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Camp Coffee

With everyone looking for ways to get away this summer while still practicing social distancing, camping has become the number one destination.

campfire coffee

Whether you prefer roughing it with a tent, renting a rustic campground cabin, living the van life, roaming in your RV, or glamping with all the amenities, you still have to get your caffeine fix. But how can you get your coffee in such a rustic setting?

Cowboy Coffee

We'll get the most rustic of camp coffee out of the way first. For those of you who prefer to really immerse themselves in the camping culture, you'll be cooking everything over the open flames of a beautiful campfire. When searching for tips and tricks to make the best campfire coffee, inevitably Cowboy Coffee comes up. What is Cowboy Coffee?

Cowboy Coffee is simply a relaxed way to go about preparing your coffee. This means your coffee may very well be inconsistent in flavor and strength from pot to pot. There is no measuring of grounds or water, it's all pretty much by eye and feel. Of course, knowing how much your pot holds and using the generally agreed upon golden rule of one to two ounces of grounds per 6 ounces of water will go a long way to ensure your coffee is somewhat the same each time.

There is also no need to worry about filters. Just put your coffee grounds in a pot (preferably a spouted pot) and add the water. Place the pot over the flames and wait for it to boil.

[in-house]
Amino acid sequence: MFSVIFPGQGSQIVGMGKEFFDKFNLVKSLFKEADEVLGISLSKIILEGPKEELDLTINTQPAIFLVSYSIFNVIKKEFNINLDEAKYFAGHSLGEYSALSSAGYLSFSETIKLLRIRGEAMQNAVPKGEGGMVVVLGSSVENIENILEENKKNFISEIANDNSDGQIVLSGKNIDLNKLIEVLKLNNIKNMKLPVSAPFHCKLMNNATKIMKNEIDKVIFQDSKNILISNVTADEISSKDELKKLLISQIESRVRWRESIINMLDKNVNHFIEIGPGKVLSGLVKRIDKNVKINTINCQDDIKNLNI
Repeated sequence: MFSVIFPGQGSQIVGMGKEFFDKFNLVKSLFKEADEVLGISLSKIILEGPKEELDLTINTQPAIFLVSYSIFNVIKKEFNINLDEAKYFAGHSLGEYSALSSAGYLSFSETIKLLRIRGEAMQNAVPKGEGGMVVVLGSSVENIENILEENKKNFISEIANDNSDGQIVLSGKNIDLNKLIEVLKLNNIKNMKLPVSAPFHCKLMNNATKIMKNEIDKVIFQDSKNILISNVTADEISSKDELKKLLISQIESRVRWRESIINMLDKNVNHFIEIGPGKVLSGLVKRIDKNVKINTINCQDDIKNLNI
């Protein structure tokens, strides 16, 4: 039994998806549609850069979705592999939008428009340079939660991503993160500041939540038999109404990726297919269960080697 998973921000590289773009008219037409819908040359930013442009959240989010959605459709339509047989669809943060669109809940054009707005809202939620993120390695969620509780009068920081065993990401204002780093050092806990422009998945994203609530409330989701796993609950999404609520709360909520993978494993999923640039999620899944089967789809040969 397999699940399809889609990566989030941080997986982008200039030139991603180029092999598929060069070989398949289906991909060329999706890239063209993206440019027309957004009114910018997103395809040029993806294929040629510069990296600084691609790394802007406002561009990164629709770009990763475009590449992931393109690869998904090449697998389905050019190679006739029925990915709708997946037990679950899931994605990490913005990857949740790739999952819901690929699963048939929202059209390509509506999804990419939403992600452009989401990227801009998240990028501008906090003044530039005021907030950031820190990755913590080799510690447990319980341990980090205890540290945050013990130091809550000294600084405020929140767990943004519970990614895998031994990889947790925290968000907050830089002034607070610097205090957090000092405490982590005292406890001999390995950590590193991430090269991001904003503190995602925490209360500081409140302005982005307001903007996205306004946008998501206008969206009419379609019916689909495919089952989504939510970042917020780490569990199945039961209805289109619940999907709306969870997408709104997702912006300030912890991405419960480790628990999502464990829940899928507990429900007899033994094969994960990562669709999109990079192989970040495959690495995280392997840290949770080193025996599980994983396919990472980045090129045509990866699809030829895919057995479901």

Once the coffee comes to a boil, take it off the heat and let it sit for a couple of minutes. This is where it gets interesting. The coffee grounds will have risen to the top of the water. To clear them by making them sink to the bottom of the pot, sprinkle them with either cold water OR crushed (clean!) eggshells. Yes, you read that correctly--crushed eggshells. This may just be for show, but eggshells DO have a higher alkaline level which might just help to counteract any bitterness the coffee may have.

Now that the grounds have been roughly filtered from the top of the coffee, be sure to pour the coffee slowly to keep from stirring the grounds up from the bottom into the cup. There will be errant grounds, of course, so be prepared.

Just like the use of cold water or eggshells for filtering the coffee, there are those who advocate for bringing the water to a boil before adding the coffee grounds. If you prefer that method, great! There is no wrong way to do this, just find what works for you and makes a coffee you will drink.


For those of you who want to keep their coffee grounds out of their cups, investing in a campfire percolator is the way to go. Just like your percolator at home, the filter basket keeps your coffee grounds separated from the water with a perforated metal basket. Almost a simple as the Cowboy Coffee, making percolated coffee is pretty easy.

Place the water in the bottom of the pot and fill the basket with grounds. Replace the lid on top and put the pot over the flames. The water will boil up into the grounds. While this happens, the liquid will also boil up into the glass piece on top of the lid. Once the color of the coffee looks right to you, take it off the flames.


If you are a "gear-head" and are looking for a more consistent coffee experience cup to cup, investing in a tool like an Aeropress might be your best bet. This small coffee maker takes up little space and produces a uniform cup of coffee each time.


The most important part of your coffee experience, besides the water, is the coffee. Make sure to bring along your favorite coffee when you go off exploring. A specific single-origin like our bright Costa Rica Reserve is ideal for your summer campfire coffee. Or, try a perfectly balanced blend like our Summer Blend.

Share your favorite campfire coffee recipes or even a story or two!

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